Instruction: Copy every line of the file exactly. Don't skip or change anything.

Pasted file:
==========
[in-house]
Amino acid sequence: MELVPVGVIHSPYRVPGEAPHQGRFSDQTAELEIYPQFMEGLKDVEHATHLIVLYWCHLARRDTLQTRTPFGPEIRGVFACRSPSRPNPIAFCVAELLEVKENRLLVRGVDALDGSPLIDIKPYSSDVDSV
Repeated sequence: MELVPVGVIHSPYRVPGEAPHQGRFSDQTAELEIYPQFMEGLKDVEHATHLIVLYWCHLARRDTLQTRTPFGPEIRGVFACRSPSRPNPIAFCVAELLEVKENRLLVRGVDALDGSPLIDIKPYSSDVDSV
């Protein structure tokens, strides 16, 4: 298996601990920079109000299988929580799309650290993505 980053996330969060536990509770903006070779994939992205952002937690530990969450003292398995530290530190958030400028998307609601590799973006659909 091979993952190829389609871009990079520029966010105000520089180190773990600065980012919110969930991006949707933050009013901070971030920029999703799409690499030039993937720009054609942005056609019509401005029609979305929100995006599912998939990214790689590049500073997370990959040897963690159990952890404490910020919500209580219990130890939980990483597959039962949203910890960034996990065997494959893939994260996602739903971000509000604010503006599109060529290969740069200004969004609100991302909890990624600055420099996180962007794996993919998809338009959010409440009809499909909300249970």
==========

[in-house]
Amino acid sequence: MELVPVGVIHSPYRVPGEAPHQGRFSDQTAELEIYPQFMEGLKDVEHATHLIVLYWCHLARRDTLQTRTPFGPEIRGVFACRSPSRPNPIAFCVAELLEVKENRLLVRGVDALDGSPLIDIKPYSSDVDSV
Repeated sequence: MELVPVGVIHSPYRVPGEAPHQGRFSDQTAELEIYPQFMEGLKDVEHATHLIVLYWCHLARRDTLQTRTPFGPEIRGVFACRSPSRPNPIAFCVAELLEVKENRLLVRGVDALDGSPLIDIKPYSSDVDSV
């Protein structure tokens, strides 16, 4: 298996601990920079109000299988929580799309650290993505 980053996330969060536990509770903006070779994939992205952002937690530990969450003292398995530290530190958030400028998307609601590799973006659909 091979993952190829389609871009990079520029966010105000520089180190773990600065980012919110969930991006949707933050009013901070971030920029999703799409690499030039993937720009054609942005056609019509401005029609979305929100995006599912998939990214790689590049500073997370990959040897963690159990952890404490910020919500209580219990130890939980990483597959039962949203910890960034996990065997494959893939994260996602739903971000509000604010503006599109060529290969740069200004969004609100991302909890990624600055420099996180962007794996993919998809338009959010409440009809499909909300249970």